Sulawesi

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Sulawesi (formerly known as Celebes, English pronunciation: /səˈliːbiːz/) is one of the four larger Sunda Islands of Indonesia and is situated between Borneo and the Maluku Islands. In Indonesia, only Sumatra, Borneo, and Papua are larger in territory, and only Java and Sumatra have larger Indonesian populations.

Contents

Etymology

The Portuguese were the first to refer to Sulawesi as 'Celebes'. The meaning of this name is unclear. One theory claims it means "hard to reach" due to rough waters full of currents and streams surrounding the island. The modern name 'Sulawesi' possibly comes from the words sula ('island') and besi ('iron') and may refer to the historical export of iron from the rich Lake Matano iron deposits.[1]

Geology

According to plate reconstructions, the island is believed to have been formed by the collision of terranes from the Asian Plate (forming the west and southwest), from the Australian Plate (forming the southeast and Banggai), and from island arcs previously in the Pacific (forming the north and east peninsulas).[2]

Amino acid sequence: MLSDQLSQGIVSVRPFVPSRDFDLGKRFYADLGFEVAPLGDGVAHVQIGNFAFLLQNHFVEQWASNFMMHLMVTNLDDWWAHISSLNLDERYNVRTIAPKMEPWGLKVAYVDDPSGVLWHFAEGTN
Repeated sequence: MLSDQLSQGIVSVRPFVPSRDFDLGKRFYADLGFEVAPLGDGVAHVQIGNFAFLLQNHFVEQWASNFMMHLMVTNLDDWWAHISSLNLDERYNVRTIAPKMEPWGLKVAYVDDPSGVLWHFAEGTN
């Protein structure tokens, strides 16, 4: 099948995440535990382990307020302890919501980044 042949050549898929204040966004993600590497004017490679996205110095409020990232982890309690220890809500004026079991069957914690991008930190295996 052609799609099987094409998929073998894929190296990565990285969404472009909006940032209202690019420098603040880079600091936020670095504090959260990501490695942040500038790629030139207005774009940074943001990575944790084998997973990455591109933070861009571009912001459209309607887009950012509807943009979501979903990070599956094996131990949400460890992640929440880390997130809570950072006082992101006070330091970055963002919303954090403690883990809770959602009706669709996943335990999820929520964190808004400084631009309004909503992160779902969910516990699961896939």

Prehistory

The settlement of South Sulawesi by modern humans is dated to c. 30,000 BC on the basis of radiocarbon dates obtained from rock shelters in Maros.[3] No earlier evidence of human occupation has been found, but the island almost certainly formed part of the land bridge used for the settlement of Australia and New Guinea by at least 40,000 BC[4] There is no evidence of Homo erectus having reached Sulawesi; crude stone tools first discovered in 1947 on the right bank of the Walennae river at Berru, which were thought to date to the Pleistocene on the basis of their association with vertebrate fossils,[5] are now thought to date to perhaps 50,000 BC[6]

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